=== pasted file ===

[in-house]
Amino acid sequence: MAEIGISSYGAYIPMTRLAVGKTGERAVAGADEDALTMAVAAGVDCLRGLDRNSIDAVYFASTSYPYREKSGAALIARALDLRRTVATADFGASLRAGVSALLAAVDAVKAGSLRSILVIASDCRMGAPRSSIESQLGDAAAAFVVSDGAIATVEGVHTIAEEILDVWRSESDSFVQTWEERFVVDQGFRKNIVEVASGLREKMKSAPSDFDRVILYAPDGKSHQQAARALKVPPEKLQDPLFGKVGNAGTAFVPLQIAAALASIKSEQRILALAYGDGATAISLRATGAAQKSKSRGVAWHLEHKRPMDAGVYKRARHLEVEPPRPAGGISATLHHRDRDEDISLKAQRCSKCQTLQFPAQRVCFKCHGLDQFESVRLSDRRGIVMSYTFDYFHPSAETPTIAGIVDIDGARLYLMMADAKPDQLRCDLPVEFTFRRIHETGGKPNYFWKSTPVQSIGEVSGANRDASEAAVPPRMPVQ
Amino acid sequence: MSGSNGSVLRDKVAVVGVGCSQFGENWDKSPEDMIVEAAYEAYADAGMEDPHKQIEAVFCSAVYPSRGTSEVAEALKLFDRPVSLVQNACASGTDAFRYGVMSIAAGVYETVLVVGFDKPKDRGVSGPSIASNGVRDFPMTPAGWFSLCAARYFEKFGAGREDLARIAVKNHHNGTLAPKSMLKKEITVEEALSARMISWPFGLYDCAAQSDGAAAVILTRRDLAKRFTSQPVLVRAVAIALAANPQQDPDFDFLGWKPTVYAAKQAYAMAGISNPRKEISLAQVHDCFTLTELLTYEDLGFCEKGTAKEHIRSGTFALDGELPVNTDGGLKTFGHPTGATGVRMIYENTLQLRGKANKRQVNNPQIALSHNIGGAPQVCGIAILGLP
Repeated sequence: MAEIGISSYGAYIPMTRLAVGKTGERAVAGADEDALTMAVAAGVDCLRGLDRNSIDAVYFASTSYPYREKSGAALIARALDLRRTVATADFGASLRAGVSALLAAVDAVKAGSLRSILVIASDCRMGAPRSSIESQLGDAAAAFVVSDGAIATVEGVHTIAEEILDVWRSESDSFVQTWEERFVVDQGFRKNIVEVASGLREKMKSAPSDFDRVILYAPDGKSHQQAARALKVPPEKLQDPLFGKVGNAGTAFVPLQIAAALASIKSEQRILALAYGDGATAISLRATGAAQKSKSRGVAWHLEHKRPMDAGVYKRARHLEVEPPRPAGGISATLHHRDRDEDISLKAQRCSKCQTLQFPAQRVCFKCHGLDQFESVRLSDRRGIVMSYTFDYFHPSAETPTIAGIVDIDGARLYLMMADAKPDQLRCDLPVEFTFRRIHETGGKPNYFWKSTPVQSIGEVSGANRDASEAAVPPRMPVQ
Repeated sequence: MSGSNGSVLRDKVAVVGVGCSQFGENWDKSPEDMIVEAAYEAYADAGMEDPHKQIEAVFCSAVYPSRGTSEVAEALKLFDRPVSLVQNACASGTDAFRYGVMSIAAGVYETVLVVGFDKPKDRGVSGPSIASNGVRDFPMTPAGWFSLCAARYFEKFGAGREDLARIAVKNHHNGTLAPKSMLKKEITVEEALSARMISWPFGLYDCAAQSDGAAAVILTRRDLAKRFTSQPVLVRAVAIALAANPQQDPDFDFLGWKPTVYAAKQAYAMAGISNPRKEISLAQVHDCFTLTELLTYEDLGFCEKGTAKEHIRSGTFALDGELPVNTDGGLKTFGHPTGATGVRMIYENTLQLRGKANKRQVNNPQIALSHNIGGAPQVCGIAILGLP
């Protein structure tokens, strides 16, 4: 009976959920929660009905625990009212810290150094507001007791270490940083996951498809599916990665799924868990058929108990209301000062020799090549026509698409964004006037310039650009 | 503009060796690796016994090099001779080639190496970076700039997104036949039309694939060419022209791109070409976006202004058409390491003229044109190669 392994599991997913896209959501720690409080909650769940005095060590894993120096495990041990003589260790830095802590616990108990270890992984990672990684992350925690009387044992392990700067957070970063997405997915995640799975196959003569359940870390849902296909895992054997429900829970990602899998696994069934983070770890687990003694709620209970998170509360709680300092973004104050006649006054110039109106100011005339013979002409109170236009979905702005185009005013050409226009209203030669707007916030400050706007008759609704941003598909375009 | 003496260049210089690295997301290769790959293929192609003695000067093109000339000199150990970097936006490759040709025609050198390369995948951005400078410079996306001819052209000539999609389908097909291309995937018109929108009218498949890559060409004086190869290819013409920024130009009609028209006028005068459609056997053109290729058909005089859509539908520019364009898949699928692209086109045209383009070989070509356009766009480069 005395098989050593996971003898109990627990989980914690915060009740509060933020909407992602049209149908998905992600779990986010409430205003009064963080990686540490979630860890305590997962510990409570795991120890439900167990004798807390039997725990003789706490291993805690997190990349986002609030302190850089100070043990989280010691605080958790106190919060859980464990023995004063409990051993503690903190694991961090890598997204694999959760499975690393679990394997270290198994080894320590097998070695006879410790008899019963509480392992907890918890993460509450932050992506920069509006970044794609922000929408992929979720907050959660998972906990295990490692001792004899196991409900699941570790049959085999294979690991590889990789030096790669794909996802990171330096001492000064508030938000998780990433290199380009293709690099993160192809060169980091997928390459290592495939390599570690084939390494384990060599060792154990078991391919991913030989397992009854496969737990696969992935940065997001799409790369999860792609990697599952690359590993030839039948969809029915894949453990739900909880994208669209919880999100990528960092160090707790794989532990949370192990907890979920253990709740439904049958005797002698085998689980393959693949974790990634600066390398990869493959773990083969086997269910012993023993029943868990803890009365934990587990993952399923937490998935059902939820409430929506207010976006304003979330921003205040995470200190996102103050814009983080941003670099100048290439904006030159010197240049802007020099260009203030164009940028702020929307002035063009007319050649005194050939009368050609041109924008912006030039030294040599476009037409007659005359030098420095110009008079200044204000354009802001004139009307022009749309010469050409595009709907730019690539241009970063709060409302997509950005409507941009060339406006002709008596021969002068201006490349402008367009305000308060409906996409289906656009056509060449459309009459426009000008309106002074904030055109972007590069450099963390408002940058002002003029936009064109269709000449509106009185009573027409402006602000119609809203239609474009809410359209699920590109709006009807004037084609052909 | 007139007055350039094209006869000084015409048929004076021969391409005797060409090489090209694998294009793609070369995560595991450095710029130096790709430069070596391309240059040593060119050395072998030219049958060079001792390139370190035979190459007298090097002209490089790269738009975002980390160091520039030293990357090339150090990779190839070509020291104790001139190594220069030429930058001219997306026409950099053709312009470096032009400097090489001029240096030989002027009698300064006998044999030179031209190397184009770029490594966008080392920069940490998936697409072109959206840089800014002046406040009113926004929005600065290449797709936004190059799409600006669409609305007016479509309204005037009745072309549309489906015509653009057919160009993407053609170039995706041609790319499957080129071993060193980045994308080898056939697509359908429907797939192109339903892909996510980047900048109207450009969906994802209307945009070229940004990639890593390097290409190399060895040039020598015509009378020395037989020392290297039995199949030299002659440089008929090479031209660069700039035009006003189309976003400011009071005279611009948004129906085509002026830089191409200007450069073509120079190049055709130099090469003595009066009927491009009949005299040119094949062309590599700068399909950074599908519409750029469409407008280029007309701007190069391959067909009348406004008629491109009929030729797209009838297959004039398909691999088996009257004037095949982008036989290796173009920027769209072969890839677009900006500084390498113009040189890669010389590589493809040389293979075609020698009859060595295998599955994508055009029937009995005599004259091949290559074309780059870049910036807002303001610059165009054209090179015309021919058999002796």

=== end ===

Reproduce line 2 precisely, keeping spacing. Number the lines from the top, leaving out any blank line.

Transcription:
Amino acid sequence: MAEIGISSYGAYIPMTRLAVGKTGERAVAGADEDALTMAVAAGVDCLRGLDRNSIDAVYFASTSYPYREKSGAALIARALDLRRTVATADFGASLRAGVSALLAAVDAVKAGSLRSILVIASDCRMGAPRSSIESQLGDAAAAFVVSDGAIATVEGVHTIAEEILDVWRSESDSFVQTWEERFVVDQGFRKNIVEVASGLREKMKSAPSDFDRVILYAPDGKSHQQAARALKVPPEKLQDPLFGKVGNAGTAFVPLQIAAALASIKSEQRILALAYGDGATAISLRATGAAQKSKSRGVAWHLEHKRPMDAGVYKRARHLEVEPPRPAGGISATLHHRDRDEDISLKAQRCSKCQTLQFPAQRVCFKCHGLDQFESVRLSDRRGIVMSYTFDYFHPSAETPTIAGIVDIDGARLYLMMADAKPDQLRCDLPVEFTFRRIHETGGKPNYFWKSTPVQSIGEVSGANRDASEAAVPPRMPVQ